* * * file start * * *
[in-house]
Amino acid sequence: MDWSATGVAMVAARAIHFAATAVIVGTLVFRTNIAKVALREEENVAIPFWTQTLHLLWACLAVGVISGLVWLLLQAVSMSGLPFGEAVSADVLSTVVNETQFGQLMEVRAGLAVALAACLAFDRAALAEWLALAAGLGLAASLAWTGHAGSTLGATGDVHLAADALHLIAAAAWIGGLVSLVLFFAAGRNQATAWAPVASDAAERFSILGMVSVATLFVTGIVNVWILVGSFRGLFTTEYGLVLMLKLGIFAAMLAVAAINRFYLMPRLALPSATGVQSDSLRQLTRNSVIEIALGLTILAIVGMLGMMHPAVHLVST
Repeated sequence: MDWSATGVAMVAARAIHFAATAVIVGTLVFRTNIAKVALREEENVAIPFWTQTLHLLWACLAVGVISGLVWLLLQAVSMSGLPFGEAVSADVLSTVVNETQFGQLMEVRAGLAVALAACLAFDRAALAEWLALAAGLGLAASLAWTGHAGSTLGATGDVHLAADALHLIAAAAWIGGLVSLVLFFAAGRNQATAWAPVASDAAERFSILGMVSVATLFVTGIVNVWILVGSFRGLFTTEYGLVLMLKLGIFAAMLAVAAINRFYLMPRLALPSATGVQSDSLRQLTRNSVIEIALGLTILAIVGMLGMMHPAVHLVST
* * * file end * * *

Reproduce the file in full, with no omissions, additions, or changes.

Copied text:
[in-house]
Amino acid sequence: MDWSATGVAMVAARAIHFAATAVIVGTLVFRTNIAKVALREEENVAIPFWTQTLHLLWACLAVGVISGLVWLLLQAVSMSGLPFGEAVSADVLSTVVNETQFGQLMEVRAGLAVALAACLAFDRAALAEWLALAAGLGLAASLAWTGHAGSTLGATGDVHLAADALHLIAAAAWIGGLVSLVLFFAAGRNQATAWAPVASDAAERFSILGMVSVATLFVTGIVNVWILVGSFRGLFTTEYGLVLMLKLGIFAAMLAVAAINRFYLMPRLALPSATGVQSDSLRQLTRNSVIEIALGLTILAIVGMLGMMHPAVHLVST
Repeated sequence: MDWSATGVAMVAARAIHFAATAVIVGTLVFRTNIAKVALREEENVAIPFWTQTLHLLWACLAVGVISGLVWLLLQAVSMSGLPFGEAVSADVLSTVVNETQFGQLMEVRAGLAVALAACLAFDRAALAEWLALAAGLGLAASLAWTGHAGSTLGATGDVHLAADALHLIAAAAWIGGLVSLVLFFAAGRNQATAWAPVASDAAERFSILGMVSVATLFVTGIVNVWILVGSFRGLFTTEYGLVLMLKLGIFAAMLAVAAINRFYLMPRLALPSATGVQSDSLRQLTRNSVIEIALGLTILAIVGMLGMMHPAVHLVST